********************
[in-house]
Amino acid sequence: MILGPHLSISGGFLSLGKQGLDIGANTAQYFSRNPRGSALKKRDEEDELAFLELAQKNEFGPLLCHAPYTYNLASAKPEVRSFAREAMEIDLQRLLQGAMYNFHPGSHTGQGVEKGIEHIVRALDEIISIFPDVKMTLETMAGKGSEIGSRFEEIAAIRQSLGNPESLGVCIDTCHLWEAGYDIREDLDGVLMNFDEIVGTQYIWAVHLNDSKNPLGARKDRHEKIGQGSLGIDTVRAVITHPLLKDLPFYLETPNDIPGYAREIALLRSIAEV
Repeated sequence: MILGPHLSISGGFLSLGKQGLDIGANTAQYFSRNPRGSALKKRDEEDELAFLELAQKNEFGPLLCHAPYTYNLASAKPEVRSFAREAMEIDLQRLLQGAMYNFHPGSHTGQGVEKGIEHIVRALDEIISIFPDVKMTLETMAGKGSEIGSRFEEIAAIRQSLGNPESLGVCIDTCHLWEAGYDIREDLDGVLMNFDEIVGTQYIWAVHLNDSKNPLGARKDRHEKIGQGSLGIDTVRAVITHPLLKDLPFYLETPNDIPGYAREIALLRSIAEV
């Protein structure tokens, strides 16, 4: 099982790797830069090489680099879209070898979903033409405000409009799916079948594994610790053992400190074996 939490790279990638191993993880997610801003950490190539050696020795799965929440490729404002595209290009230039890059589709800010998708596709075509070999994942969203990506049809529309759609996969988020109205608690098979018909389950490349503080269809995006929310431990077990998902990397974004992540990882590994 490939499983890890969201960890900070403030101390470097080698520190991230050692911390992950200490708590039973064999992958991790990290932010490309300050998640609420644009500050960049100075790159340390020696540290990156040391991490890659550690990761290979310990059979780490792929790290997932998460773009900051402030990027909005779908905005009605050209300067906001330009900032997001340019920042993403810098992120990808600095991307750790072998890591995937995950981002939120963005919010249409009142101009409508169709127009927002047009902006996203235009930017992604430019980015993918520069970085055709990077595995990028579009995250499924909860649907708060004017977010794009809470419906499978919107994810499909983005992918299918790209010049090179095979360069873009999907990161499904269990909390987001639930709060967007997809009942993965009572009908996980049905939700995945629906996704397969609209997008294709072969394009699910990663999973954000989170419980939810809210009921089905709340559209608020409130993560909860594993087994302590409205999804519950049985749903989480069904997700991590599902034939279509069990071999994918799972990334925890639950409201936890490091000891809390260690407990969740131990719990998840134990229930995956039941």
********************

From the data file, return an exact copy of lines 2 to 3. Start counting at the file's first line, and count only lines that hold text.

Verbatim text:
Amino acid sequence: MILGPHLSISGGFLSLGKQGLDIGANTAQYFSRNPRGSALKKRDEEDELAFLELAQKNEFGPLLCHAPYTYNLASAKPEVRSFAREAMEIDLQRLLQGAMYNFHPGSHTGQGVEKGIEHIVRALDEIISIFPDVKMTLETMAGKGSEIGSRFEEIAAIRQSLGNPESLGVCIDTCHLWEAGYDIREDLDGVLMNFDEIVGTQYIWAVHLNDSKNPLGARKDRHEKIGQGSLGIDTVRAVITHPLLKDLPFYLETPNDIPGYAREIALLRSIAEV
Repeated sequence: MILGPHLSISGGFLSLGKQGLDIGANTAQYFSRNPRGSALKKRDEEDELAFLELAQKNEFGPLLCHAPYTYNLASAKPEVRSFAREAMEIDLQRLLQGAMYNFHPGSHTGQGVEKGIEHIVRALDEIISIFPDVKMTLETMAGKGSEIGSRFEEIAAIRQSLGNPESLGVCIDTCHLWEAGYDIREDLDGVLMNFDEIVGTQYIWAVHLNDSKNPLGARKDRHEKIGQGSLGIDTVRAVITHPLLKDLPFYLETPNDIPGYAREIALLRSIAEV